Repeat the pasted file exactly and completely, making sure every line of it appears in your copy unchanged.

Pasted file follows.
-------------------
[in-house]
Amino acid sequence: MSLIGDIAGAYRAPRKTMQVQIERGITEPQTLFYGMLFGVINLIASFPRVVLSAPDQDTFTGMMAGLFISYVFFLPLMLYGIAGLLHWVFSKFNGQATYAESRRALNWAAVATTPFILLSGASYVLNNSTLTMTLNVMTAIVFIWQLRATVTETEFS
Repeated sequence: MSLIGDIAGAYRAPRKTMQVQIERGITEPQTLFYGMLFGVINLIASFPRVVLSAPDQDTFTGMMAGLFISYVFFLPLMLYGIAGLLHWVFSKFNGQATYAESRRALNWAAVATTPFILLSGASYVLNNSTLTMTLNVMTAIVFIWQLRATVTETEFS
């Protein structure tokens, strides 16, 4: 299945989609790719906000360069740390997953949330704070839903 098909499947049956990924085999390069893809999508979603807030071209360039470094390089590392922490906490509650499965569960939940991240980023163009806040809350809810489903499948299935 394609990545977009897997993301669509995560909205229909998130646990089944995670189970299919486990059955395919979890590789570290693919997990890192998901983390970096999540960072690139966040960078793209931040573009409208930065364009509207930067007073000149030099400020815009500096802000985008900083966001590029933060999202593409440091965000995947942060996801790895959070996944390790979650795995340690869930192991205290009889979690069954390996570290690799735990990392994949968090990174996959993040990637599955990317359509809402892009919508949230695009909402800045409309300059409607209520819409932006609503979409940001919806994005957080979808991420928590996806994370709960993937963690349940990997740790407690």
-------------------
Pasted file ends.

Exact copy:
[in-house]
Amino acid sequence: MSLIGDIAGAYRAPRKTMQVQIERGITEPQTLFYGMLFGVINLIASFPRVVLSAPDQDTFTGMMAGLFISYVFFLPLMLYGIAGLLHWVFSKFNGQATYAESRRALNWAAVATTPFILLSGASYVLNNSTLTMTLNVMTAIVFIWQLRATVTETEFS
Repeated sequence: MSLIGDIAGAYRAPRKTMQVQIERGITEPQTLFYGMLFGVINLIASFPRVVLSAPDQDTFTGMMAGLFISYVFFLPLMLYGIAGLLHWVFSKFNGQATYAESRRALNWAAVATTPFILLSGASYVLNNSTLTMTLNVMTAIVFIWQLRATVTETEFS
């Protein structure tokens, strides 16, 4: 299945989609790719906000360069740390997953949330704070839903 098909499947049956990924085999390069893809999508979603807030071209360039470094390089590392922490906490509650499965569960939940991240980023163009806040809350809810489903499948299935 394609990545977009897997993301669509995560909205229909998130646990089944995670189970299919486990059955395919979890590789570290693919997990890192998901983390970096999540960072690139966040960078793209931040573009409208930065364009509207930067007073000149030099400020815009500096802000985008900083966001590029933060999202593409440091965000995947942060996801790895959070996944390790979650795995340690869930192991205290009889979690069954390996570290690799735990990392994949968090990174996959993040990637599955990317359509809402892009919508949230695009909402800045409309300059409607209520819409932006609503979409940001919806994005957080979808991420928590996806994370709960993937963690349940990997740790407690």